The most popular Netflix offerings in your country should show up in their own row once you log in to your Netflix account, the company said. “The list is rolling out globally now and should be on your homepage by the end of the day at the latest.”
Last week, Netflix introduced the ability to turn off those annoying autoplay videos. Recode spoke to Sarah Hollowell, the woman who made it happen.
A week after her volley of tweets, Netflix retweeted Hollowell and announced the updated settings. This is a big deal, if you follow Netflix Twitter much. People reviled these autoplay previews so much that there’s a dedicated Twitter account collecting the complaints, including one widely circulated smirk from Knives Out director Rian Johnson. Outrage like this has spilled over to seemingly every corner of the internet. If you click through any of those links, you’ll also realize that people have been yelling at Netflix about this for years. There’s even a Change.org petition started by a Melissa Bryant, a passionate Netflix user from Maine, that racked up nearly 125,000 signatures in the past two months.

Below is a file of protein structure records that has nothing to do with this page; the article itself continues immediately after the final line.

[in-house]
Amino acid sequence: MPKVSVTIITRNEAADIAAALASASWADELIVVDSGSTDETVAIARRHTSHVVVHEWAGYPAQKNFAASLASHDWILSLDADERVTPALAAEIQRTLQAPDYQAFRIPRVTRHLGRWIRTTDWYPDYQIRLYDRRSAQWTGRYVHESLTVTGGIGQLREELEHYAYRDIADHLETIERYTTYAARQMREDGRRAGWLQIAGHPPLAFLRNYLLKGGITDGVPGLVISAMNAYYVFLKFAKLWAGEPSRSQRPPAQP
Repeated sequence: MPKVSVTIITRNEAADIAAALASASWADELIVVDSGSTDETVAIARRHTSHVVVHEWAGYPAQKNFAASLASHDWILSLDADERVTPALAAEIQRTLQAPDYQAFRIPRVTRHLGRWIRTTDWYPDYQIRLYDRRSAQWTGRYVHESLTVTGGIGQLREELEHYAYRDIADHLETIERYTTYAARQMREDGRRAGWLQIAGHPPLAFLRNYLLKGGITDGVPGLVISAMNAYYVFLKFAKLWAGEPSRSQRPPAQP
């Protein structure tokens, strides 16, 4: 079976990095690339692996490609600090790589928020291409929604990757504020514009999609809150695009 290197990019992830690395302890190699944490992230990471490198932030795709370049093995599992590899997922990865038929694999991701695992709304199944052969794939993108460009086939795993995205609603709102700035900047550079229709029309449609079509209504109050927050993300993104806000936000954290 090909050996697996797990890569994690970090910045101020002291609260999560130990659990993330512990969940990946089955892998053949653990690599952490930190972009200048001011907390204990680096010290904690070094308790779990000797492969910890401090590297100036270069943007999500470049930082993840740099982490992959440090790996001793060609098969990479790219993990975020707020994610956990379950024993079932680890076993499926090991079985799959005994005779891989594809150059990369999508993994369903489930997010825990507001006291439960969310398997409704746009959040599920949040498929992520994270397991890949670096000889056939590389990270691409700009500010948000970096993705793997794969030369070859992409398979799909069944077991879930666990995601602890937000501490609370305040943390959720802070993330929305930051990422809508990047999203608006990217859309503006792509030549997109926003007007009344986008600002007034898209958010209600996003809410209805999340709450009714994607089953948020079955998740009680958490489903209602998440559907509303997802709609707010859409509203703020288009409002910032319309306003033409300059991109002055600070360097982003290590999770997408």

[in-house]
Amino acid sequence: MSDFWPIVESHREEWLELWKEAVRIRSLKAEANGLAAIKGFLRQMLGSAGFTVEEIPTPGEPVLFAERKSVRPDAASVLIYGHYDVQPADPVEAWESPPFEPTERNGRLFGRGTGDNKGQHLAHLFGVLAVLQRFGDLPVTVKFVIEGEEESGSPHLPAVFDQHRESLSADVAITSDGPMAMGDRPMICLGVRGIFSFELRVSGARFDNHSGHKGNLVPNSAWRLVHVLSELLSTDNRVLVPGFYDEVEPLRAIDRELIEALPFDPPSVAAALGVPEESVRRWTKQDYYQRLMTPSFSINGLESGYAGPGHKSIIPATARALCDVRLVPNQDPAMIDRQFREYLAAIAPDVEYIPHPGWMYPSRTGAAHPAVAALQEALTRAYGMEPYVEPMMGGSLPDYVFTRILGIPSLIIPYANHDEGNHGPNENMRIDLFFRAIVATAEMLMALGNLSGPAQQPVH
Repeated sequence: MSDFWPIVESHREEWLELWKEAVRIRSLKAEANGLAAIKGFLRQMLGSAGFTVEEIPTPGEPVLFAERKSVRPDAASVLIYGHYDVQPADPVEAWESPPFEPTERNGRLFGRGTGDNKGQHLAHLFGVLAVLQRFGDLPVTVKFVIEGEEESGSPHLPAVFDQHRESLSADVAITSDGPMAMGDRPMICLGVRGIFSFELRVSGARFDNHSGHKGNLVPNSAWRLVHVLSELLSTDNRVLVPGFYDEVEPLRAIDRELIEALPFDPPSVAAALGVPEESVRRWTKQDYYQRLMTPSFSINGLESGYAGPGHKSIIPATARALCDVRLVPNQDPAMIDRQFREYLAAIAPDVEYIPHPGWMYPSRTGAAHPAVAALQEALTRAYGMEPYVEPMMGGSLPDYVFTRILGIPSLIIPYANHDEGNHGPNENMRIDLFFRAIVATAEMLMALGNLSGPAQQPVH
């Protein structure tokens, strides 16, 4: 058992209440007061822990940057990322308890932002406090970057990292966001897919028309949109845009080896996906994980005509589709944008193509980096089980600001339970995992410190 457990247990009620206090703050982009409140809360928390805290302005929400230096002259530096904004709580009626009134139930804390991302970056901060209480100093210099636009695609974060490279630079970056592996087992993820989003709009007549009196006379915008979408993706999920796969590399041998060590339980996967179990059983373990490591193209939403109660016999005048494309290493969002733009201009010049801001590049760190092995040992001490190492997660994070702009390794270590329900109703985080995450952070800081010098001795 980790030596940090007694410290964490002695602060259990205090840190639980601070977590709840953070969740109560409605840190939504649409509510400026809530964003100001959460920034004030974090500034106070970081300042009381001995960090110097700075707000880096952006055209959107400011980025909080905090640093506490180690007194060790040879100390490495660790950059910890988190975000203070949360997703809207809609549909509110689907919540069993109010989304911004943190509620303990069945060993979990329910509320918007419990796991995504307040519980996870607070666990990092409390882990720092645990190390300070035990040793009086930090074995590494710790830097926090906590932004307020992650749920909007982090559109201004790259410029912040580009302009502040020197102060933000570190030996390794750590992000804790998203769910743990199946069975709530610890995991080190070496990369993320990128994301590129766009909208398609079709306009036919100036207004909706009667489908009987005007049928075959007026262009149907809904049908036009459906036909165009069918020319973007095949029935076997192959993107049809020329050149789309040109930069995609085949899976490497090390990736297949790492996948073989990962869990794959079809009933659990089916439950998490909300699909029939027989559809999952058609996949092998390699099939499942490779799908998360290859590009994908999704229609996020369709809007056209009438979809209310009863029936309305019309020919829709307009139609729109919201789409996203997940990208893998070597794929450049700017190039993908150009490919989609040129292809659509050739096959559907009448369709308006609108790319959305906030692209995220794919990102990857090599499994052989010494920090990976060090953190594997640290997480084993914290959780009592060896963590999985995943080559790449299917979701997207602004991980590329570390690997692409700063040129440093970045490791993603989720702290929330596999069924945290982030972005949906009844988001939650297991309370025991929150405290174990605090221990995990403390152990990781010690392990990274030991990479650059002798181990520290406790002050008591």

Charlotte Henry is a London-based technical journalist. A self-described media junkie, she writes about Apple — and now for the Mac Observer as well as our UK Associate Editor. She has also written for City A.M. (London’s daily business tabloid,) Computer Business Review, the Independent on Sunday and CapX. Her new book is: Not Buying It.
In this special episode, Charlotte and I discuss the various streaming TV services: Apple TV+, Netflix, Amazon, Disney+, CBS All Access, Britbox, Peacock, and Quibi. We chat about our favorite shows, our experiences viewing, the pricing, and the prospects of success for the new guys on the block. Charlotte loves The Bold Type (Netflix). John waxes poetic about The Mandalorian and Star Trek: Picard.
Today we can finally turn off Netflix autoplay previews, a feature that annoyed many users. You’ll have to sign in to Netflix in a browser.
Apple has hired Netflix engineer Ruslan Meshenberg, an important employee who helped build the platform and made it fast and stable.